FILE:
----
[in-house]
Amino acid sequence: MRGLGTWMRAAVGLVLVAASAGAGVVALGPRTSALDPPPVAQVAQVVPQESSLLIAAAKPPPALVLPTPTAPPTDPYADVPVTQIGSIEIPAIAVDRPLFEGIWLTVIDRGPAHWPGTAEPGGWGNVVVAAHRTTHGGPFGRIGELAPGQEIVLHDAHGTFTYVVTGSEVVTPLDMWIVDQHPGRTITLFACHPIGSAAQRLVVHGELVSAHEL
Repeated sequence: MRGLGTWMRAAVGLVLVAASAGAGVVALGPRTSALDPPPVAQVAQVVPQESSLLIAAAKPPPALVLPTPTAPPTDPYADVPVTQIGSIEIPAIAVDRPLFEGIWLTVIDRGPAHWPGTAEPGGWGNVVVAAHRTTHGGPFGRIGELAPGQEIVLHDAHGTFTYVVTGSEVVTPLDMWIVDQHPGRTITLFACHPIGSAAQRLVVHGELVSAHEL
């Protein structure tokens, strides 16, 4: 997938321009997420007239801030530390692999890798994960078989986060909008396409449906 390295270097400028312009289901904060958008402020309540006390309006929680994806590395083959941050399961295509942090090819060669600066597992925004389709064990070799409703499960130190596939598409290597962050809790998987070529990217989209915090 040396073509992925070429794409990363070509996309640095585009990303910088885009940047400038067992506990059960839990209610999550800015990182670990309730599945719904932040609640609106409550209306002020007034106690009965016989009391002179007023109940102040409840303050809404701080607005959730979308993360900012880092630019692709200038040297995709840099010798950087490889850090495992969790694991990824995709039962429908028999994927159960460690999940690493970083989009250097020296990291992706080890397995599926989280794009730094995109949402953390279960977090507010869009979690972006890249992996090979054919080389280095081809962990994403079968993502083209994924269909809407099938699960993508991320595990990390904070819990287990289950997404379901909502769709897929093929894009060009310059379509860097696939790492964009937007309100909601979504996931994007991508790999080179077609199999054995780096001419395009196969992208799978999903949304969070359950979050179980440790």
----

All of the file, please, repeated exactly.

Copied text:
[in-house]
Amino acid sequence: MRGLGTWMRAAVGLVLVAASAGAGVVALGPRTSALDPPPVAQVAQVVPQESSLLIAAAKPPPALVLPTPTAPPTDPYADVPVTQIGSIEIPAIAVDRPLFEGIWLTVIDRGPAHWPGTAEPGGWGNVVVAAHRTTHGGPFGRIGELAPGQEIVLHDAHGTFTYVVTGSEVVTPLDMWIVDQHPGRTITLFACHPIGSAAQRLVVHGELVSAHEL
Repeated sequence: MRGLGTWMRAAVGLVLVAASAGAGVVALGPRTSALDPPPVAQVAQVVPQESSLLIAAAKPPPALVLPTPTAPPTDPYADVPVTQIGSIEIPAIAVDRPLFEGIWLTVIDRGPAHWPGTAEPGGWGNVVVAAHRTTHGGPFGRIGELAPGQEIVLHDAHGTFTYVVTGSEVVTPLDMWIVDQHPGRTITLFACHPIGSAAQRLVVHGELVSAHEL
């Protein structure tokens, strides 16, 4: 997938321009997420007239801030530390692999890798994960078989986060909008396409449906 390295270097400028312009289901904060958008402020309540006390309006929680994806590395083959941050399961295509942090090819060669600066597992925004389709064990070799409703499960130190596939598409290597962050809790998987070529990217989209915090 040396073509992925070429794409990363070509996309640095585009990303910088885009940047400038067992506990059960839990209610999550800015990182670990309730599945719904932040609640609106409550209306002020007034106690009965016989009391002179007023109940102040409840303050809404701080607005959730979308993360900012880092630019692709200038040297995709840099010798950087490889850090495992969790694991990824995709039962429908028999994927159960460690999940690493970083989009250097020296990291992706080890397995599926989280794009730094995109949402953390279960977090507010869009979690972006890249992996090979054919080389280095081809962990994403079968993502083209994924269909809407099938699960993508991320595990990390904070819990287990289950997404379901909502769709897929093929894009060009310059379509860097696939790492964009937007309100909601979504996931994007991508790999080179077609199999054995780096001419395009196969992208799978999903949304969070359950979050179980440790």